Technology in care has become increasingly important, transforming the way in which care is delivered and the use of digital care systems has resulted in many people experiencing better and safer care, says John Rowley, senior sales manager at Cura Systems.
The Care Quality Commission (CQC) annual assessment of the state of health and social care in England shows how providers are working together more effectively - often using technology – to help ensure people get the care they need, when they need it.1 The report has highlighted how the innovative use of technology can help address the five key lines of enquiry (KLOE) and supports the use of technology to improve the delivery of quality care. Every care home wants to be validated with an outstanding certification for all the effort put in to creating and consistently delivering person-centred care, but what makes an outstanding care home? This article will consider ways to achieve an outstanding rating for each line of investigation.
Five Key Lines of Enquiry
Is your service safe?
An outstanding care home must be safe. The CQC defines ‘safe’ as meaning that people are protected from abuse and avoidable harm. When the time comes for a loved one to move into a care home, it is only natural that the first and overriding concern will be for their safety. Entrusting a mum, dad, husband or wife to the care of strangers pushes against natural instincts to do all that we can to protect and provide for them ourselves.
Choosing the right care home is one of the biggest and most difficult decisions to make and safety will figure very prominently in selecting one. Care homes need to have appropriate tools to demonstrate to relatives of prospective residents their ability to monitor safety. Recognising these concerns, the first question asked by the CQC is always about safety.
In this instance, safe means taking every possible step to ensure that residents are protected from abuse and avoidable harm. Abuse can be physical, sexual, mental or psychological or financial, involving neglect or institutional or discriminatory abuse.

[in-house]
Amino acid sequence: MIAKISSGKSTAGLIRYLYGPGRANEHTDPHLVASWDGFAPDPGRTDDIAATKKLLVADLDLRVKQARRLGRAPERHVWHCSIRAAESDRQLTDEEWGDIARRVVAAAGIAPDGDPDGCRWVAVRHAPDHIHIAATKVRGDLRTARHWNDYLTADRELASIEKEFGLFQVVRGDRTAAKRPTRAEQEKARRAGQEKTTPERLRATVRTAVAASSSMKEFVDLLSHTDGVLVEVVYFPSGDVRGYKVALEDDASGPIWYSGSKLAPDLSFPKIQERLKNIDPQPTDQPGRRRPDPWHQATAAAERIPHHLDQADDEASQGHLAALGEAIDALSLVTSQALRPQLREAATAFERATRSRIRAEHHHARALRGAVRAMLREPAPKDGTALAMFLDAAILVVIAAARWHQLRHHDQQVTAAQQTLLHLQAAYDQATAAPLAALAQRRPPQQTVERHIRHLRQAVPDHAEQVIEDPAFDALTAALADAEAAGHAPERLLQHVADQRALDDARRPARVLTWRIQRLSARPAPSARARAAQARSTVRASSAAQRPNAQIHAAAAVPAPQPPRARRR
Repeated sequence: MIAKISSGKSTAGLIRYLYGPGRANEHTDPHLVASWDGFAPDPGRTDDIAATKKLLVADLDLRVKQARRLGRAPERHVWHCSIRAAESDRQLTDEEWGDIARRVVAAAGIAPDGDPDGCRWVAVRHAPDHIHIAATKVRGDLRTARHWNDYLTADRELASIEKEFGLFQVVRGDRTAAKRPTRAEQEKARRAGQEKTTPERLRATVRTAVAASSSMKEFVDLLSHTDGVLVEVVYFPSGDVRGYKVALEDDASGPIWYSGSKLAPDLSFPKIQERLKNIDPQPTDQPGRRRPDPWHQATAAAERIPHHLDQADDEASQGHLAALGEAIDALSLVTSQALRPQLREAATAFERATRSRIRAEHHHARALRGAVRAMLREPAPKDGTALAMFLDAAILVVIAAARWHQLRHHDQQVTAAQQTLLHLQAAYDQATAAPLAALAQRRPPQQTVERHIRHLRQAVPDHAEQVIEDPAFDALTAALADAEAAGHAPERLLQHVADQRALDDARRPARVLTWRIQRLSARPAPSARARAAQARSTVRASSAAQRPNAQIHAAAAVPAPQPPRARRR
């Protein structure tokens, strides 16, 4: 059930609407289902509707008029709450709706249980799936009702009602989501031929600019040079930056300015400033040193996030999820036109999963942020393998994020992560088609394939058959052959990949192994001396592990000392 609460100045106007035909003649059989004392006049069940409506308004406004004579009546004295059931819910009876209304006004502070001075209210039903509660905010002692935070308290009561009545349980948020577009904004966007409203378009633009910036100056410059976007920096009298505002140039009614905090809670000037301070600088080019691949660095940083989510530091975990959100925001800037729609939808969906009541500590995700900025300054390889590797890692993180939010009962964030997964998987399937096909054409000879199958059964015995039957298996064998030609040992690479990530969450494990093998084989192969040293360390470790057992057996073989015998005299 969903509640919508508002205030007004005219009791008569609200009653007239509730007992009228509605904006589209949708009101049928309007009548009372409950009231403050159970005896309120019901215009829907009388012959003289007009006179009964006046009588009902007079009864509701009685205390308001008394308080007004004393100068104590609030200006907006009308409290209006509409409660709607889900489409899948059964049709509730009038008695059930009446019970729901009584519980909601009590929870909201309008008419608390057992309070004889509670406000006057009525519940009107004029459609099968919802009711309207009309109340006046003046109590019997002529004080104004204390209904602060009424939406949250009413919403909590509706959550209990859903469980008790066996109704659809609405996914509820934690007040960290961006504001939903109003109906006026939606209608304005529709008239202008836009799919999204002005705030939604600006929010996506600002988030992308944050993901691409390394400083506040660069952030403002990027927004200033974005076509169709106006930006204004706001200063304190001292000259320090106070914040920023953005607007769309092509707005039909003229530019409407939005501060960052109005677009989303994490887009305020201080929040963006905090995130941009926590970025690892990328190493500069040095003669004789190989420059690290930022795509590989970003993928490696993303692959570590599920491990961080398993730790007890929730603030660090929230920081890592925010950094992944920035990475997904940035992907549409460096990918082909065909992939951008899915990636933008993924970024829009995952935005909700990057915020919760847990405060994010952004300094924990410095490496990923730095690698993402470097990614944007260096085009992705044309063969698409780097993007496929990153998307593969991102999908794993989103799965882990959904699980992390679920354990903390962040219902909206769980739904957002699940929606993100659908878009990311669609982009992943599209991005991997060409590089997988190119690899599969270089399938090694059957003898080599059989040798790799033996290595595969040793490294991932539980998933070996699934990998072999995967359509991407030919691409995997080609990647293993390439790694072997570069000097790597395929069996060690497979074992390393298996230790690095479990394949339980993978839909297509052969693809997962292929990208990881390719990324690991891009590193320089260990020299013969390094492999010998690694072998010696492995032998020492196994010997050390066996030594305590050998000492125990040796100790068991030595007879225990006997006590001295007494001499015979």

Avoidable harm will consider everything from medicines management to the safe use of facilities and equipment. CQC scrutiny is robust to ensure that all these conditions are met and inspection reports provide families and loved ones with the information they need regarding the ability of a home to meet these conditions consistently.
Aspects of ‘safe’ that directly relate to the use of technology include:
- staff are skilled and well equipped with all the information and tools required to provide outstanding care and protection from any safeguarding and compliance issues
- detailed records of incident reports to protect from being bullied, harassed, harmed, neglected or abused
- incident report trigger to deal with quickly and openly monitor incidents and accidents and a care app that instantly sends reminders and reports incidents to ensure everyone is aware and corrective action is taken
- assessment forms to monitor medical conditions providing peace of mind with customised assessments and care plans, medication reminders and tracking
- monitoring drug rounds throughout the home, including reminders for those administering medicines and alerts for when rounds have not been completed; drug rounds can be tracked as they happen, with automated mishap prevention mechanisms
- timely preparation and review of health and safety checklist specific to each resident as well as for general facilities; the home should be kept clean and hygienic to prevent any risk of infection to residents and visitors.
Electronic care plans and mobile monitoring care apps can play a significant role in supporting care home managers to meet and exceed CQC standards.
Cura recognises the critical importance of safety in care. Cura’s suite of applications supports care staff by giving them the information they need to ensure that they meet CQC’s criteria, including the safe delivery of care.